In Japanese, “shigeto” means “to grow bigger.” Given his premature birth weight of less than a pound, Shigeto is an appropriate pseudonym for Ghostly International’s multi-instrumentalist/beatmaker Zack Saginaw.
The stage moniker is also an homage to his grandfather (Shigeto was his first name) and several other family members on his mother’s side who were forced into Japanese internment camps during World War II.
“[My relatives who lived in the internment camps] unconsciously kind of had to bury a lot of their Japanese roots after that [experience] … I was never spoken to in Japanese … Everyone became very Americanized after that,” Shigeto explained in a phone interview, during a car ride to Boston.
To reconnect to his Japanese ancestry, the Detroit-born, Brooklyn-based artist composed dense instrumental electronic music in a mini-LP titled Lineage as a follow-up to his inaugural full-length release Full Circle, which dealt with similar issues.
Shigeto’s musical background naturally lent itself to be the vessel by which he pays tribute to his Japanese heritage. As he was growing up, his father exposed him to jazz and Motown music before he picked up drumming at an early age. He was very active in the Detroit/Ann Arbor music scene for years.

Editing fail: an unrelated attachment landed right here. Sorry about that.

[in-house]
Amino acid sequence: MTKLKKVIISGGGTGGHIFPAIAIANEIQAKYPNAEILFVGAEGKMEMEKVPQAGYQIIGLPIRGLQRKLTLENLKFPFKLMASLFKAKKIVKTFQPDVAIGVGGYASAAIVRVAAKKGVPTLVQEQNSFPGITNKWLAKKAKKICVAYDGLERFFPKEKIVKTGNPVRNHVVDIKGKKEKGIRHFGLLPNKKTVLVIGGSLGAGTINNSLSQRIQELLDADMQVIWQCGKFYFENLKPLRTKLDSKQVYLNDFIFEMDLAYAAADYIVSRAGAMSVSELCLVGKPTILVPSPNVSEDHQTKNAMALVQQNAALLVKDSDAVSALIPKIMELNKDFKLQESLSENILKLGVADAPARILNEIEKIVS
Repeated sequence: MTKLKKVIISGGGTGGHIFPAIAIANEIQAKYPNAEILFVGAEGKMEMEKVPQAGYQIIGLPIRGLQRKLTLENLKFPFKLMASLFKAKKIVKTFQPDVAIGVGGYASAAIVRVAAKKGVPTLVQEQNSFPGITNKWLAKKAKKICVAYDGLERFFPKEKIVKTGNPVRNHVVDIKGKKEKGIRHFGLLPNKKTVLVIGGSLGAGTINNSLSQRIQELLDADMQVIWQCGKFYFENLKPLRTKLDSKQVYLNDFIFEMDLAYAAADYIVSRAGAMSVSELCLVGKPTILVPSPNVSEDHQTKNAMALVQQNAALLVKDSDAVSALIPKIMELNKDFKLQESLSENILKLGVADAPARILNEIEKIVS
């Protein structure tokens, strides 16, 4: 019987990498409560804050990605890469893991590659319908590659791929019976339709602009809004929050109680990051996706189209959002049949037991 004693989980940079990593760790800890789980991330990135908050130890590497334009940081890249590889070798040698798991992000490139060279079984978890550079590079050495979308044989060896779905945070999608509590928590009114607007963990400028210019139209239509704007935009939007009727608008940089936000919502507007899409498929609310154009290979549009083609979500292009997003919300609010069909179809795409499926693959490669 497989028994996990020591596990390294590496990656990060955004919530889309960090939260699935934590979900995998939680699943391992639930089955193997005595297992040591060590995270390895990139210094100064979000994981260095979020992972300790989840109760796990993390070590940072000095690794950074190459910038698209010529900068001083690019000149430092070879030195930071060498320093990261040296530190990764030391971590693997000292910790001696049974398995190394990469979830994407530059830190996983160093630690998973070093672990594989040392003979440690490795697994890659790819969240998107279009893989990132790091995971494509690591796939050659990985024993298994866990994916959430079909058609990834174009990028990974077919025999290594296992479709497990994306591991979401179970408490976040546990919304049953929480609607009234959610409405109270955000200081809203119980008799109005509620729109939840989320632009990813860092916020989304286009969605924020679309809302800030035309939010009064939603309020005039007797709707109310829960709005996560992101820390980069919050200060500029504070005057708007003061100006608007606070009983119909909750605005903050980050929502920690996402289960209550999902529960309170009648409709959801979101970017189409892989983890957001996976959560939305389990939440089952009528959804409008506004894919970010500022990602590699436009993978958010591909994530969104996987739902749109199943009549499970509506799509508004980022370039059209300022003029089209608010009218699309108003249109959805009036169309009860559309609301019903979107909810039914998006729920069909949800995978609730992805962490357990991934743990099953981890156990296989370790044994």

At the same time, it was difficult for Shigeto to definitively identify with either side of his ethnic background.
“I don’t know if other people who [are] hapa or mixed ever felt this kind of identity crisis, but that’s how it was for me,” Sanigaw said. “[As I was growing up] … when I was at school, [I’d get] picked on for being China-this or China-that … [but] when I’ve been to Japan … I felt this blockage like [I wasn’t] actually one of [them].”
In the eight tracks on his latest release, Shigeto composes a musical portal of electronic effects with live instrumentation to reconcile the tension and bridge his present self with his Japanese heritage. In the introductory track “Lineage (Prologue),” he exquisitely employs the sound of wind chimes to open a wormhole to the past, the jangle of house keys to ground listeners in the present, and the intergalactic sound effects to reference the future. “Ann Arbor Part 3 & 4” is a nod toward Shigeto’s six years of playing jazz music in New York and London with gorgeous piano atop R&B grooves, while “Soaring” flies through electronic chimes and faint hip hop beats. In “Please Stay,” he adds soft vocals to uncompromising hand claps to draw the album to a close.
Saginaw concludes, “Now that I’m in the position where I have a record label behind me that supports me, and they want me to be able release my music that I feel is fit and important to me … This is kind of just a way to pay homage that, to let them know how much their experience affected me growing up.”
This article originally appeared on Hyphen Magazine’s blog on